Contrary to the idea that the government is entirely beholden to “viewpoint neutrality,” one story in particular shows that it is not: Bob Jones University.
The government revoked the University’s tax-exempt status for its odious interracial dating ban. The government did not shut the school down, but it used the tools of public policy to make its existence more financially difficult and turbulent. In effect, it was engineering a preferred moral outcome: Drop the racism or be squeezed out of existence.
Few found this objectionable, and justifiably so: Citizens did not want racist policies to find back-end government acceptance through the form of tax-exemption.
But this should make us consider: If the government is going to go so far as to lend its seal of condemnation on an institution, it ought to possess sound rationale for doing so, combined with an almost unanimous social consensus.
The growing attitude of the sexual revolution
Why bring this up? Because a similar situation of complexity is upon as society figures out what to do with Christians (and other religious conservatives, whether Muslims, Mormons, or Jews) who refuse to forgo traditions and convictions on matters of sexuality and gender that go back, literally, thousands and thousands of years.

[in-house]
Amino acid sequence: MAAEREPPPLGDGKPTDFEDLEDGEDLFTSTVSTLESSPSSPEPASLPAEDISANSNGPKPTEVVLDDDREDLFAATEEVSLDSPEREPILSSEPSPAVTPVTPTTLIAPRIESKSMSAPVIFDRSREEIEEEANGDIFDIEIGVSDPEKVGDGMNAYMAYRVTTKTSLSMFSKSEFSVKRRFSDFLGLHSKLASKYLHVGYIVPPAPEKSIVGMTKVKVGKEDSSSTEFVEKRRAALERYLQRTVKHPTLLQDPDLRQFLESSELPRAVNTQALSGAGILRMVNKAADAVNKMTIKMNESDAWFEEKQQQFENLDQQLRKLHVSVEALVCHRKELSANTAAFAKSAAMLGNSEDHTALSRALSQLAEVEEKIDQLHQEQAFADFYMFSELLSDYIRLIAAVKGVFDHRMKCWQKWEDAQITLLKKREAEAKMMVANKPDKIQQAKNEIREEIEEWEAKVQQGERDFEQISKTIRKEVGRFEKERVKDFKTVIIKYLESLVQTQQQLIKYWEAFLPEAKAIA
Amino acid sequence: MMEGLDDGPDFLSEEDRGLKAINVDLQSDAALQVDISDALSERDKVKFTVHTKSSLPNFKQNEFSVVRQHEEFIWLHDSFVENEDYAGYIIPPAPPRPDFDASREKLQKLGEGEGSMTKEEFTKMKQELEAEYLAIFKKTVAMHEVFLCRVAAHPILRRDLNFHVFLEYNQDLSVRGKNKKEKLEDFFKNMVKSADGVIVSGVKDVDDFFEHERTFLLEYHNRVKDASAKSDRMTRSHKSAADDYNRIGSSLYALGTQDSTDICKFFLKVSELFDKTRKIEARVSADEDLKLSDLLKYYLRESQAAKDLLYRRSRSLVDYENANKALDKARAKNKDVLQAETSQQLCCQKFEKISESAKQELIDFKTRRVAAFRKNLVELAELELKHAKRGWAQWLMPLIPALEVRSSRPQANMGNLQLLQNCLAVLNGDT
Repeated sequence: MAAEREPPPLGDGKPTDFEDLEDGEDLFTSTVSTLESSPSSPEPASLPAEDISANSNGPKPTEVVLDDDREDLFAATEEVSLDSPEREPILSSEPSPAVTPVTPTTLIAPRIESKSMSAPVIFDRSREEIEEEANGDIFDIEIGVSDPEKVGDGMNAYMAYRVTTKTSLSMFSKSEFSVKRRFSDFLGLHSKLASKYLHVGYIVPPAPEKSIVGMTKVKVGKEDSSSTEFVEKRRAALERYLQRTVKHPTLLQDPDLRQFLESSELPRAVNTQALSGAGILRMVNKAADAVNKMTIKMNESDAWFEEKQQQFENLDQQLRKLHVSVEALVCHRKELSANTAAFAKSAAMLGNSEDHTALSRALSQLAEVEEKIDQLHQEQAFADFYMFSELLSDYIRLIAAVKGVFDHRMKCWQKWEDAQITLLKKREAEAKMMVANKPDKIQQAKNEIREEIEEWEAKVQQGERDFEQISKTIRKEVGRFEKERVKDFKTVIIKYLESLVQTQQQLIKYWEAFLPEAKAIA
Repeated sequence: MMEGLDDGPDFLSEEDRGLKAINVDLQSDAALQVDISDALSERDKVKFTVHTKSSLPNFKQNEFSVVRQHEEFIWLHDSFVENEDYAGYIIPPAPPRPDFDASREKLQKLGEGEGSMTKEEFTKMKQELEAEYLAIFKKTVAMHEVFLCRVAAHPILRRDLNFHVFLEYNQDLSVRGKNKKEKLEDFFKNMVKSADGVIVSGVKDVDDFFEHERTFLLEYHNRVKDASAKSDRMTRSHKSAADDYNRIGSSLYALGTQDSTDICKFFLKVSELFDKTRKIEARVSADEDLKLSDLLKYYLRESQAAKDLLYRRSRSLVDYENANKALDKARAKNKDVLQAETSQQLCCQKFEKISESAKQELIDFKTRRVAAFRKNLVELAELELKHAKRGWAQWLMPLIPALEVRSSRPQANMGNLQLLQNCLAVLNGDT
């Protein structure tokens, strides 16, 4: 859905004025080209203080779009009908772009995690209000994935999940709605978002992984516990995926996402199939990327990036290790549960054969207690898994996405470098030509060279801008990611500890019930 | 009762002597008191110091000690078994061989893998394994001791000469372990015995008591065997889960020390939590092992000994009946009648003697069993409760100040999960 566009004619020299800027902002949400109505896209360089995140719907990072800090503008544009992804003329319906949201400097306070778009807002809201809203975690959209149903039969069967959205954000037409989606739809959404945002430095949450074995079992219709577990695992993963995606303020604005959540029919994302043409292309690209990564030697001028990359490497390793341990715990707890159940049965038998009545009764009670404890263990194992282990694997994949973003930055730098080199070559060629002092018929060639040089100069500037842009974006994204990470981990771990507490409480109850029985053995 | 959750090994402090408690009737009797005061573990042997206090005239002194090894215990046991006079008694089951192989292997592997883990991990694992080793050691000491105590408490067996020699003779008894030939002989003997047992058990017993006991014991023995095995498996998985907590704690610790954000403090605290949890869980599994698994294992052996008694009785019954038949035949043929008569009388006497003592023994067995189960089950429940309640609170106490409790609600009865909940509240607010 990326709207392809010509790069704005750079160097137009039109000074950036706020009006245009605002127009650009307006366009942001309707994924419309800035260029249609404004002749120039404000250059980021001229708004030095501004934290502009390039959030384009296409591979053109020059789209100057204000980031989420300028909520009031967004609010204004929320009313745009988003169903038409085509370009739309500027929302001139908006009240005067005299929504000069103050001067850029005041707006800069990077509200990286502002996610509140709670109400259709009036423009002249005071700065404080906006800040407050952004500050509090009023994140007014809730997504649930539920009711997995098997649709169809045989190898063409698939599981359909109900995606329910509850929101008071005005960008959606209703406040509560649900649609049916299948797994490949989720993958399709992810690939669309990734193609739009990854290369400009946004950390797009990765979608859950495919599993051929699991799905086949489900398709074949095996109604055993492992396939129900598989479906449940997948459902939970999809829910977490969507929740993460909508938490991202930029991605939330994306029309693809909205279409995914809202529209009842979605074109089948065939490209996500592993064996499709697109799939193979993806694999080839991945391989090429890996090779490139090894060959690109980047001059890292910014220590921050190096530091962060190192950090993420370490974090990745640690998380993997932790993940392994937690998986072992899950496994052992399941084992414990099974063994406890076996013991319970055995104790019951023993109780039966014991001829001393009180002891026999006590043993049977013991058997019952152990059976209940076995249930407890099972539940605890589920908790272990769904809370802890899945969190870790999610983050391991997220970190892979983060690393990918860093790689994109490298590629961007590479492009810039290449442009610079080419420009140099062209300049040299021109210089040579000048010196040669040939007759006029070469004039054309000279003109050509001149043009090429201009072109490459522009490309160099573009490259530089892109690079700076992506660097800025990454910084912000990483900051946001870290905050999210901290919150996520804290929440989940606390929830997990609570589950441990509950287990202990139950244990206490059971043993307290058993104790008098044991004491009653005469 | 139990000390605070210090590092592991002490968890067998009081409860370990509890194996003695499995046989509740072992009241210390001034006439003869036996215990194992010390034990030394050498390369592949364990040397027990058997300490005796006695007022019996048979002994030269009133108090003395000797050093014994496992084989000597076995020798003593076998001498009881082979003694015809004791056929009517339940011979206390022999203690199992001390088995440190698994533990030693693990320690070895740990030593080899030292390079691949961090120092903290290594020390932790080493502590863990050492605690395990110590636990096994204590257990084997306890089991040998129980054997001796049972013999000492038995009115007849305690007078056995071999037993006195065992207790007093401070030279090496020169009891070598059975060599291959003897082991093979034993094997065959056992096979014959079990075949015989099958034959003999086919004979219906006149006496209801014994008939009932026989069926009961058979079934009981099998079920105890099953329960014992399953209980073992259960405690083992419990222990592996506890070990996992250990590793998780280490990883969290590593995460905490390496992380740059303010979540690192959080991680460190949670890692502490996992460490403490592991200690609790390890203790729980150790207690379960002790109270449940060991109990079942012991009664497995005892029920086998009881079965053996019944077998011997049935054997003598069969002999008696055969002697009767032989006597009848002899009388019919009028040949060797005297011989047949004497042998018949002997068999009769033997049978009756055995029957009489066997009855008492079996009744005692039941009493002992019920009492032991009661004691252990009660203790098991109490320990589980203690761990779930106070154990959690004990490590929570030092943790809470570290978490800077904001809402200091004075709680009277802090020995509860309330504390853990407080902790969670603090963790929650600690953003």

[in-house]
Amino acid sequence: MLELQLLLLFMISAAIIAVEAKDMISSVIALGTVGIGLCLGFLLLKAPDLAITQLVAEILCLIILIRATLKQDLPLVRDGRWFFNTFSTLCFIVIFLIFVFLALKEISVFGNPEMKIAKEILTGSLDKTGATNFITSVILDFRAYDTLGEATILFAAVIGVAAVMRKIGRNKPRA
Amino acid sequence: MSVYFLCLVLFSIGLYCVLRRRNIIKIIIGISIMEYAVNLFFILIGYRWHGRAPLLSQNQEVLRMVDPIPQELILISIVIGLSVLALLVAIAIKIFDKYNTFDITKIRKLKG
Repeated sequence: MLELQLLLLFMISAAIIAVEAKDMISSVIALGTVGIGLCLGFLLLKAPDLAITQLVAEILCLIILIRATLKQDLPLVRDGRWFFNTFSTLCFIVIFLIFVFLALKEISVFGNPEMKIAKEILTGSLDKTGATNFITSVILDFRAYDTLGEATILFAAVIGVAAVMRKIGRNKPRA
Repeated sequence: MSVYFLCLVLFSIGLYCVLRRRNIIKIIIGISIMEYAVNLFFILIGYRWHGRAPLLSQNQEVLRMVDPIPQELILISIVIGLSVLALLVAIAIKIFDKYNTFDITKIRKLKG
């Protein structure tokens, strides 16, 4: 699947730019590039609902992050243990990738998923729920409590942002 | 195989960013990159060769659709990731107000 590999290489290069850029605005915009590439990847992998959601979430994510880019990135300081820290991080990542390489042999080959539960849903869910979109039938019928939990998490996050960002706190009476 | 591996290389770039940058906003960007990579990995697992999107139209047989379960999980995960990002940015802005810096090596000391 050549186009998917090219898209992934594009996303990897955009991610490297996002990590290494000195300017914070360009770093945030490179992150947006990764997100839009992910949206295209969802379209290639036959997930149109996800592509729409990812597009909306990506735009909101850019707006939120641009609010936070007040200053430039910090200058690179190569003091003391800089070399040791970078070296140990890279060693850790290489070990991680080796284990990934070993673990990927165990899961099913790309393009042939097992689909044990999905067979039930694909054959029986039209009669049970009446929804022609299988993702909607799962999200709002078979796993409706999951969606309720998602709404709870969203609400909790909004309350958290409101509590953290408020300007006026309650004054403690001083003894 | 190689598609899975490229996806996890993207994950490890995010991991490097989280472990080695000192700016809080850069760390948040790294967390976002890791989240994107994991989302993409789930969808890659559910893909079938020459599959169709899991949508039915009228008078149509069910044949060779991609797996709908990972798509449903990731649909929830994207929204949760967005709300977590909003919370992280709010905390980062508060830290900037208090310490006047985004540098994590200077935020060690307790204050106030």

Consider how this conflict is playing out. Last week, Democratic presidential candidate Beto O’Rourke made the brazen suggestion during an “LGBTQ Town Hall” that any institution that fails to go all-in on LGBT rights should be stripped of its tax-exemption status. That’s right—churches, mosques, synagogues, or any other religious institution that dare question the stampede of the sexual revolution deserves to be marginalized by overt government action. It was breathtaking in its suggestion, but it was met with roaring cheers by the audience, which suggests that this attitude is far more prevalent than many on the Left are willing to admit (because of the electoral consequences, of course).
Thankfully, I saw a few religious progressives speak out against O’Rourke’s insipid tyranny. But here’s a question: By the standard of rhetoric that progressives and religious progressive alike use on the topic of LGBT rights and dissenting institutions, it would seem that institutions that hold out on LGBT affirmation deserve to be shut down. How can I say such a thing?
Harmful sexual ethics?
Well, because it is now completely commonplace to hear from just about every corner of liberal society that a failure to affirm an LGBT identity leads to harm. A parade of horribles is trotted out linking Christianity’s teaching on sexuality to LGBT suicide. For example, it’s possible to now buy a “bad theology kills” t-shirt. Accusations of harm are perhaps the most powerful rhetorical tool that progressives use to render religious conservatives silent.